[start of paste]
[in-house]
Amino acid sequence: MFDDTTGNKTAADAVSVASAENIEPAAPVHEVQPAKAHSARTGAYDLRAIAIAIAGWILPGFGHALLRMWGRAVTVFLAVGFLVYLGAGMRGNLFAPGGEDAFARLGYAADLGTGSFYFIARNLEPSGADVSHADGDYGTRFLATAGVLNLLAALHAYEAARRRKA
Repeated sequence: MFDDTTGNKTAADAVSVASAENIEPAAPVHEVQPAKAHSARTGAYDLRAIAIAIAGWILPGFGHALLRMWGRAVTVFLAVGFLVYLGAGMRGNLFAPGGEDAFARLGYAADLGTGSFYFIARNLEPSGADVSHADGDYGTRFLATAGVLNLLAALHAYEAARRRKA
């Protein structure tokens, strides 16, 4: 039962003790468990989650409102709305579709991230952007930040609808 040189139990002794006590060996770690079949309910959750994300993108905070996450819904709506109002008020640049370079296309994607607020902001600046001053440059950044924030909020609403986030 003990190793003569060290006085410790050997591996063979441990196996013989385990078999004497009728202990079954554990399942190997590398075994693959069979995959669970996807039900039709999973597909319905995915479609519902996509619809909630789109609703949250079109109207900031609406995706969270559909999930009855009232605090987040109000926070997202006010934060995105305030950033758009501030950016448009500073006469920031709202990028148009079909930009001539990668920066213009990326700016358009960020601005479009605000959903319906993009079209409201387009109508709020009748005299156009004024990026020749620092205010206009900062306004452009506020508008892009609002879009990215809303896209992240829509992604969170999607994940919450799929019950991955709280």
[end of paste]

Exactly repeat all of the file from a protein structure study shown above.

[in-house]
Amino acid sequence: MFDDTTGNKTAADAVSVASAENIEPAAPVHEVQPAKAHSARTGAYDLRAIAIAIAGWILPGFGHALLRMWGRAVTVFLAVGFLVYLGAGMRGNLFAPGGEDAFARLGYAADLGTGSFYFIARNLEPSGADVSHADGDYGTRFLATAGVLNLLAALHAYEAARRRKA
Repeated sequence: MFDDTTGNKTAADAVSVASAENIEPAAPVHEVQPAKAHSARTGAYDLRAIAIAIAGWILPGFGHALLRMWGRAVTVFLAVGFLVYLGAGMRGNLFAPGGEDAFARLGYAADLGTGSFYFIARNLEPSGADVSHADGDYGTRFLATAGVLNLLAALHAYEAARRRKA
């Protein structure tokens, strides 16, 4: 039962003790468990989650409102709305579709991230952007930040609808 040189139990002794006590060996770690079949309910959750994300993108905070996450819904709506109002008020640049370079296309994607607020902001600046001053440059950044924030909020609403986030 003990190793003569060290006085410790050997591996063979441990196996013989385990078999004497009728202990079954554990399942190997590398075994693959069979995959669970996807039900039709999973597909319905995915479609519902996509619809909630789109609703949250079109109207900031609406995706969270559909999930009855009232605090987040109000926070997202006010934060995105305030950033758009501030950016448009500073006469920031709202990028148009079909930009001539990668920066213009990326700016358009960020601005479009605000959903319906993009079209409201387009109508709020009748005299156009004024990026020749620092205010206009900062306004452009506020508008892009609002879009990215809303896209992240829509992604969170999607994940919450799929019950991955709280």